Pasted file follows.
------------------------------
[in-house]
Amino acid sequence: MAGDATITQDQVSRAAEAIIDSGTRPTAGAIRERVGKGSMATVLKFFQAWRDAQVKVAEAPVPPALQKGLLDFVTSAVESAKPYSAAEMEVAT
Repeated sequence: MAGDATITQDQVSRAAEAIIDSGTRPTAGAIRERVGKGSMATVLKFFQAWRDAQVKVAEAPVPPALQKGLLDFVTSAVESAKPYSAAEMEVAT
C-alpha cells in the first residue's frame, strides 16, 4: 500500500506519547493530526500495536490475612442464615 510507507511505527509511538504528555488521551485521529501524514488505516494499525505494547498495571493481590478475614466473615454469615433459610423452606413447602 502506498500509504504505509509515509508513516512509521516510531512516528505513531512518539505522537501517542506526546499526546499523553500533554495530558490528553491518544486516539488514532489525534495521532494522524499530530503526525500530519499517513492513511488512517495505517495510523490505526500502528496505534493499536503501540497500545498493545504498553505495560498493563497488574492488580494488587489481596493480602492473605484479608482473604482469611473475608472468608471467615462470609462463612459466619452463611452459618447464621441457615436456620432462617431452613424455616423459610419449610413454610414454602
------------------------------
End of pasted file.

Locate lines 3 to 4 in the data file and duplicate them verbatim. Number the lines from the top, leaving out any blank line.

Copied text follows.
Repeated sequence: MAGDATITQDQVSRAAEAIIDSGTRPTAGAIRERVGKGSMATVLKFFQAWRDAQVKVAEAPVPPALQKGLLDFVTSAVESAKPYSAAEMEVAT
C-alpha cells in the first residue's frame, strides 16, 4: 500500500506519547493530526500495536490475612442464615 510507507511505527509511538504528555488521551485521529501524514488505516494499525505494547498495571493481590478475614466473615454469615433459610423452606413447602 502506498500509504504505509509515509508513516512509521516510531512516528505513531512518539505522537501517542506526546499526546499523553500533554495530558490528553491518544486516539488514532489525534495521532494522524499530530503526525500530519499517513492513511488512517495505517495510523490505526500502528496505534493499536503501540497500545498493545504498553505495560498493563497488574492488580494488587489481596493480602492473605484479608482473604482469611473475608472468608471467615462470609462463612459466619452463611452459618447464621441457615436456620432462617431452613424455616423459610419449610413454610414454602